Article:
This is just an example, please remember that in the first Dockerfile we run a script called with CMD, which means that it runs when you run the docker instance from the created image – not at build time. You would want to move that from CMD to something like RUN sudo /bin/bash / to have it executed – and cached – during build time.

Second caveat are passwords, currently the creates the passwords for the first build in the If you would inherit from that docker container, you would inherit essentially the exactly same password for all containers created from it. Solution?

  • Change passwords in the of your new container
  • Remove passwords where you can ( SSH authentication by PEM )
  • or move the password generating code to your freshest container – the app – instead

Build & Run

After building our app instance with docker build -rm -t yourname/myapp ., we can run it with docker run -name myapp1 -d -p 10080:80 -p 10022:22 yourname/myapp.

Now you have a running instance which inherited Apache, PHP5, MySQL and WordPress, listening for http requests on port 10080, and for your SSH connections on port 10022.

We’d monitor if everything went fine with docker logs -f myapp1, and we have our own little self-contained docker wordpress instance running.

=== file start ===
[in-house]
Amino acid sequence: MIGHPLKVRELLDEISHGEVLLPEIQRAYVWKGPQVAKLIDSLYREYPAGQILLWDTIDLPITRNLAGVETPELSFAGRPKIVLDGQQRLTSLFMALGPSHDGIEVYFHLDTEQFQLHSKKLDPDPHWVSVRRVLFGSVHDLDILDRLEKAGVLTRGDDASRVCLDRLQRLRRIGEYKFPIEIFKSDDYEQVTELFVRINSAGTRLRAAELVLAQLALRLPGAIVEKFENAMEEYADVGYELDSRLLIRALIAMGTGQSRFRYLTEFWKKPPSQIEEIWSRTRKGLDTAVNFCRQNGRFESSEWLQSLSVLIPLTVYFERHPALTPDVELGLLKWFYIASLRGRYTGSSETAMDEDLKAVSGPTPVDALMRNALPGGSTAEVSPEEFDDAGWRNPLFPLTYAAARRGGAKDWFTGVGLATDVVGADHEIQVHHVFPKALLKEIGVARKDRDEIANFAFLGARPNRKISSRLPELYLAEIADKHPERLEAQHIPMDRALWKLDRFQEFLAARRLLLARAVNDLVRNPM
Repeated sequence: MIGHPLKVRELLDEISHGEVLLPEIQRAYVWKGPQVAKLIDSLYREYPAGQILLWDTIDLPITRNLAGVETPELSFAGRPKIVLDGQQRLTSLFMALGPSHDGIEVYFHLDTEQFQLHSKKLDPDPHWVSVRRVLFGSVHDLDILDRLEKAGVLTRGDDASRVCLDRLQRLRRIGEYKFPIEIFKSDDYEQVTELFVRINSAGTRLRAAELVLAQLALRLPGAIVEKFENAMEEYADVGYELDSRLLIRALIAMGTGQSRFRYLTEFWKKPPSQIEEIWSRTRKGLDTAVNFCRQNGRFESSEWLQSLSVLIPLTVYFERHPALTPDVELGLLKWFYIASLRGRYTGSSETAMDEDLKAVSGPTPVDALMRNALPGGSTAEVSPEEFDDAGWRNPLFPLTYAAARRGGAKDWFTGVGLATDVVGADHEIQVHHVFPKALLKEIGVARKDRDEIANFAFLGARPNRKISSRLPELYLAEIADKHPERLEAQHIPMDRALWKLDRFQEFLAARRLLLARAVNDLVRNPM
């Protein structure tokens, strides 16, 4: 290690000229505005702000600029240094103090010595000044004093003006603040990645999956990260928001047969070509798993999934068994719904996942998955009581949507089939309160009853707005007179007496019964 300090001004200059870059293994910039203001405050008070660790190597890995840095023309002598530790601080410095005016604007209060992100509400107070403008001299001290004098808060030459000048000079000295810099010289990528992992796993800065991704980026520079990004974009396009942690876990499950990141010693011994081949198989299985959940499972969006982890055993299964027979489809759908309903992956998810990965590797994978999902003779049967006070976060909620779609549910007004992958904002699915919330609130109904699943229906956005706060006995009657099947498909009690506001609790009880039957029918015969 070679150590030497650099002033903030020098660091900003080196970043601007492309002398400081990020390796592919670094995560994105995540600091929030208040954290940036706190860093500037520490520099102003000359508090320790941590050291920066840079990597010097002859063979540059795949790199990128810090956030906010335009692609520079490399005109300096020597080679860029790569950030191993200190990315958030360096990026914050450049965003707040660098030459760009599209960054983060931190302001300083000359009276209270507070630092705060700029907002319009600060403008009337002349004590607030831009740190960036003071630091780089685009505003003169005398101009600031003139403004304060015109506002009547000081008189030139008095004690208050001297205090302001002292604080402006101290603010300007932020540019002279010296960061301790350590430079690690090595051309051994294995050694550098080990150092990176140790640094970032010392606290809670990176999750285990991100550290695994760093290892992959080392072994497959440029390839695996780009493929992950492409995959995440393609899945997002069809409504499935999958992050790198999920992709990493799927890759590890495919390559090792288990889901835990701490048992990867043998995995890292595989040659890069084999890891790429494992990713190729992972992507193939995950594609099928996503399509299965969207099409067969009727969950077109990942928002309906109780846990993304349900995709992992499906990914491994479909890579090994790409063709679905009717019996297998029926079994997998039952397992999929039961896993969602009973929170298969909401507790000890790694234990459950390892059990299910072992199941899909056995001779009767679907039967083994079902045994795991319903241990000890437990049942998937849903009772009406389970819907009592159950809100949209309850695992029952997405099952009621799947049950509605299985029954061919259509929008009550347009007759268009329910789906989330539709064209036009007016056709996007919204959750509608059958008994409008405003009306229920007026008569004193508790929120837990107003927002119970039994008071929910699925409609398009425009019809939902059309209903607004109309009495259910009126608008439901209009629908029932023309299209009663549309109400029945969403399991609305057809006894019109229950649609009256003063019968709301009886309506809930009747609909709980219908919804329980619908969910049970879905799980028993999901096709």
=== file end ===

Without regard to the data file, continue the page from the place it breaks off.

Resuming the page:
Going further

Time to develop your own app processes now – you could install in the new app container wp-cli, and automatically install the necessary plugins for the app we’d like, or pull themes and plugins from our private or public git repositories.

Committing the image

As you want to use the images on multiple servers, you’d want to push it when it’s ready to your own private repository in your self-hosted registry.

To set up your own docker registry and push your containers to your repository, read Sam Alba’s extensive summary on the topic.

It could be as easy as :

docker tag myapp1 localhost.localdomain:5000/my_repository
docker push localhost.localdomain:5000/my_repository

From there you’d be able to pull the repository on any of your servers, and simply have it up and running within no-time after the initial builds. No more long waiting for virtual machines to boot up when time is crucial!

by Markus Stefanko